Validation of Hospital Discharge Codes

We validated the following primary hospital discharge diagnoses in a sample of case patients by medical record abstraction using a trained medical record analyst, with review of the findings by one of the study authors (S.S.): (1) unstable angina (ICD-9 codes 411.1 primary, or 414.xx primary and 411.x secondary) was validated in 75 of 88 case patients (85.2%), with most of the remaining case patients having AMI or stable angina; (2) angina (stable), which was defined as ICD-9 code 413.x in the primary hospital discharge code position, was validated in nine of nine case patients (100%) and was also reliably coded in the setting of 414.xx primary and 413.x secondary hospital discharge codes with a 93.7% validation rate (36 of 37 case patients); (3) arrhythmia, which was defined as ICD-9 code 427.x in the primary hospital discharge code position, included several different arrhythmias. The paroxysmal supraventricular tachycardia code had a high validation rate (91.7%), while all other arrhythmia groupings had validation rates in the range of 54 to 67%. We did not validate atrial fibrillation/atrial flutter because of previous validation work at the Division of Research showing these to be reliable codes (ICD-9 codes 427.31 and 427.32 had a validation rate of > 95%). Validation rates for the other CVD end points have been determined for other studies at the Division of Research and include rates of > 96% for AMIs, approximately 78 to 80% for ischemic stroke, 96% for CHF,14 and > 90% for pulmonary embolism (personal communication).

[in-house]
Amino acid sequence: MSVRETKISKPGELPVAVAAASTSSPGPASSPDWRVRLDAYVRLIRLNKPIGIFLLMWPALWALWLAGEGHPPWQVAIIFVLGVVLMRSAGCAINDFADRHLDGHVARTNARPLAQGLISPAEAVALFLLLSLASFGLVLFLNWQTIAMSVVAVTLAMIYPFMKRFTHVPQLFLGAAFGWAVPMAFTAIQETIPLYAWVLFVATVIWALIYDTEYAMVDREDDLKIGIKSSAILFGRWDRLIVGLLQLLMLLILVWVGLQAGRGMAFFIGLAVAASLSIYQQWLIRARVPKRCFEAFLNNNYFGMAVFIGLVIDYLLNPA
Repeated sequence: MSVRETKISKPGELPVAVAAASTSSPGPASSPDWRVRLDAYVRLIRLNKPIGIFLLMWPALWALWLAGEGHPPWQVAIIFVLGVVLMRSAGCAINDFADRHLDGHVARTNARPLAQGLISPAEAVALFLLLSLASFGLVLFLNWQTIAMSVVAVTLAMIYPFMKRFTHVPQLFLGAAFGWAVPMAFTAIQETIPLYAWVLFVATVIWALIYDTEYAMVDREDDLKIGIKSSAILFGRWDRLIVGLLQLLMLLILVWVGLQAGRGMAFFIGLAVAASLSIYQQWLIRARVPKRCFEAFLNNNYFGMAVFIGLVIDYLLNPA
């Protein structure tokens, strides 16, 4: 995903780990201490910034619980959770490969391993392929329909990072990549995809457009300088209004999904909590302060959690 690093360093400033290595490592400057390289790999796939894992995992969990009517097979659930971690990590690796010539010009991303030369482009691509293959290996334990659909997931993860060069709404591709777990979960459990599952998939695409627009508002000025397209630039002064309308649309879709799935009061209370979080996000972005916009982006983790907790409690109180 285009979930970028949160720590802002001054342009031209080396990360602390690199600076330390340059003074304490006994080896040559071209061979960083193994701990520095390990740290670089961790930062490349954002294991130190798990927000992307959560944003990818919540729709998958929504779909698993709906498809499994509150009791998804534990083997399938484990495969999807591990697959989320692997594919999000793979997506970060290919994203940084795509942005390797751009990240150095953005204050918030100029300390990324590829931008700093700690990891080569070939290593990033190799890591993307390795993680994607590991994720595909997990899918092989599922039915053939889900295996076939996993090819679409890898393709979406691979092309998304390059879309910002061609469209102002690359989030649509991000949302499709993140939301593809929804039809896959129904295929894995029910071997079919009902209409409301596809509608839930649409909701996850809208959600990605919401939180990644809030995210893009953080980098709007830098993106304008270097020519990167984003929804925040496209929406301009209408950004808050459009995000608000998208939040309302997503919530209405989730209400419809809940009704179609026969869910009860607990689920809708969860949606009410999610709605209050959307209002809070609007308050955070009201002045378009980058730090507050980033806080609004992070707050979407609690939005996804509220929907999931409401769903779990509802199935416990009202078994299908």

Statistical Analysis